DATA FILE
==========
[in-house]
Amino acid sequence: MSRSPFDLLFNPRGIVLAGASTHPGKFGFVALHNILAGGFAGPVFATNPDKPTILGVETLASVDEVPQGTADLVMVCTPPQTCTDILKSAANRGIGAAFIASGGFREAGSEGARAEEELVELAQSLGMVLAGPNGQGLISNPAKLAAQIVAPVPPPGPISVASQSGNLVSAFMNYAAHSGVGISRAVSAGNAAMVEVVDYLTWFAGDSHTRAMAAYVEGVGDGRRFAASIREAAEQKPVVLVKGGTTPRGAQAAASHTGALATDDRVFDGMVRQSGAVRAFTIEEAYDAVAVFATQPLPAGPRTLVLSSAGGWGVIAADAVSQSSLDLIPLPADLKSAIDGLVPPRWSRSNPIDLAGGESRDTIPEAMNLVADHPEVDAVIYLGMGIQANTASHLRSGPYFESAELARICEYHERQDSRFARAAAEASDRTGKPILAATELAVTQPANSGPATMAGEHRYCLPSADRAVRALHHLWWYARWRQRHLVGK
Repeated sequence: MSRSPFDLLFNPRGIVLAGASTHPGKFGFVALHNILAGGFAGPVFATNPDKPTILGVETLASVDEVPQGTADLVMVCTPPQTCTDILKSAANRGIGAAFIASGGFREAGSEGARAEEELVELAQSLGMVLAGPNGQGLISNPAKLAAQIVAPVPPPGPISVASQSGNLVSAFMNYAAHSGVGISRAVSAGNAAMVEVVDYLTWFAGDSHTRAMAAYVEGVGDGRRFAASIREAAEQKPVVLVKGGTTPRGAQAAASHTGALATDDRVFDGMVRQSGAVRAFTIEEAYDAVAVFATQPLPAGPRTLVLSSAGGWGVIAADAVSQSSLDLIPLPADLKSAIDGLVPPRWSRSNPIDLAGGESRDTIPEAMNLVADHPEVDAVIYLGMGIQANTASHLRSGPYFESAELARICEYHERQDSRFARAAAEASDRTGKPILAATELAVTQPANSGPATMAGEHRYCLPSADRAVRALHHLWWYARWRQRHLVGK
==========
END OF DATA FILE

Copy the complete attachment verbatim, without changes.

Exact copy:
[in-house]
Amino acid sequence: MSRSPFDLLFNPRGIVLAGASTHPGKFGFVALHNILAGGFAGPVFATNPDKPTILGVETLASVDEVPQGTADLVMVCTPPQTCTDILKSAANRGIGAAFIASGGFREAGSEGARAEEELVELAQSLGMVLAGPNGQGLISNPAKLAAQIVAPVPPPGPISVASQSGNLVSAFMNYAAHSGVGISRAVSAGNAAMVEVVDYLTWFAGDSHTRAMAAYVEGVGDGRRFAASIREAAEQKPVVLVKGGTTPRGAQAAASHTGALATDDRVFDGMVRQSGAVRAFTIEEAYDAVAVFATQPLPAGPRTLVLSSAGGWGVIAADAVSQSSLDLIPLPADLKSAIDGLVPPRWSRSNPIDLAGGESRDTIPEAMNLVADHPEVDAVIYLGMGIQANTASHLRSGPYFESAELARICEYHERQDSRFARAAAEASDRTGKPILAATELAVTQPANSGPATMAGEHRYCLPSADRAVRALHHLWWYARWRQRHLVGK
Repeated sequence: MSRSPFDLLFNPRGIVLAGASTHPGKFGFVALHNILAGGFAGPVFATNPDKPTILGVETLASVDEVPQGTADLVMVCTPPQTCTDILKSAANRGIGAAFIASGGFREAGSEGARAEEELVELAQSLGMVLAGPNGQGLISNPAKLAAQIVAPVPPPGPISVASQSGNLVSAFMNYAAHSGVGISRAVSAGNAAMVEVVDYLTWFAGDSHTRAMAAYVEGVGDGRRFAASIREAAEQKPVVLVKGGTTPRGAQAAASHTGALATDDRVFDGMVRQSGAVRAFTIEEAYDAVAVFATQPLPAGPRTLVLSSAGGWGVIAADAVSQSSLDLIPLPADLKSAIDGLVPPRWSRSNPIDLAGGESRDTIPEAMNLVADHPEVDAVIYLGMGIQANTASHLRSGPYFESAELARICEYHERQDSRFARAAAEASDRTGKPILAATELAVTQPANSGPATMAGEHRYCLPSADRAVRALHHLWWYARWRQRHLVGK